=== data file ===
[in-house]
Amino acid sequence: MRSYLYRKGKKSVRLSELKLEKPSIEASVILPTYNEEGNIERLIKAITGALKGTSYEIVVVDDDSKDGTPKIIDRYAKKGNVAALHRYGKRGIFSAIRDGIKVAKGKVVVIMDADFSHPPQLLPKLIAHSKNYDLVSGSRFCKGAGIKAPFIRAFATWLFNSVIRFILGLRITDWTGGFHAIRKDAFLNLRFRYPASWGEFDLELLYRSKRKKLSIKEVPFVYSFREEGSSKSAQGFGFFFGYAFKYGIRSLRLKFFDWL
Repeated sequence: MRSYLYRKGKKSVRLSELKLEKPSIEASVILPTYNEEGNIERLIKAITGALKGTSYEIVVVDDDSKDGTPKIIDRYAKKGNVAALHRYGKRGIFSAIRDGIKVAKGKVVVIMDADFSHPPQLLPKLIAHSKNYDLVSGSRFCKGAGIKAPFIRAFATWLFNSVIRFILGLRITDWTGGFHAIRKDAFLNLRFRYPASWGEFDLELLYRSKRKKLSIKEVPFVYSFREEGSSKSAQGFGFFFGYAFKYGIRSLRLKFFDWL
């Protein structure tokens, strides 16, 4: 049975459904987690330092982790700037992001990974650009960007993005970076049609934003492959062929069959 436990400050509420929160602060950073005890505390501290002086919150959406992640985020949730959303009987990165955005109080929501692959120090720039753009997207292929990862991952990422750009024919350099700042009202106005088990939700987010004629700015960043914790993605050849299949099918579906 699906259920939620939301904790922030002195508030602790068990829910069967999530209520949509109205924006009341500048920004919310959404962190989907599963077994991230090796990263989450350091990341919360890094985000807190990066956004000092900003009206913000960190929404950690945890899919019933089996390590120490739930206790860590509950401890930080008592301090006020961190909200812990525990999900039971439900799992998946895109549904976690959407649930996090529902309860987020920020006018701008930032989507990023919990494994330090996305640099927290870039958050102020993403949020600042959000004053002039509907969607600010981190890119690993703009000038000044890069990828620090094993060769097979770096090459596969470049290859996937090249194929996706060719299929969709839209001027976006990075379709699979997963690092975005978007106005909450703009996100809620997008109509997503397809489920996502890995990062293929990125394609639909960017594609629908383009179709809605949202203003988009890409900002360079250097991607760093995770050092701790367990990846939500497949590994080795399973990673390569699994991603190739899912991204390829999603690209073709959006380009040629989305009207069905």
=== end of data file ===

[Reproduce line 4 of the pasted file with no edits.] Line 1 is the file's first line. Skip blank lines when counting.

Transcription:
């Protein structure tokens, strides 16, 4: 049975459904987690330092982790700037992001990974650009960007993005970076049609934003492959062929069959 436990400050509420929160602060950073005890505390501290002086919150959406992640985020949730959303009987990165955005109080929501692959120090720039753009997207292929990862991952990422750009024919350099700042009202106005088990939700987010004629700015960043914790993605050849299949099918579906 699906259920939620939301904790922030002195508030602790068990829910069967999530209520949509109205924006009341500048920004919310959404962190989907599963077994991230090796990263989450350091990341919360890094985000807190990066956004000092900003009206913000960190929404950690945890899919019933089996390590120490739930206790860590509950401890930080008592301090006020961190909200812990525990999900039971439900799992998946895109549904976690959407649930996090529902309860987020920020006018701008930032989507990023919990494994330090996305640099927290870039958050102020993403949020600042959000004053002039509907969607600010981190890119690993703009000038000044890069990828620090094993060769097979770096090459596969470049290859996937090249194929996706060719299929969709839209001027976006990075379709699979997963690092975005978007106005909450703009996100809620997008109509997503397809489920996502890995990062293929990125394609639909960017594609629908383009179709809605949202203003988009890409900002360079250097991607760093995770050092701790367990990846939500497949590994080795399973990673390569699994991603190739899912991204390829999603690209073709959006380009040629989305009207069905």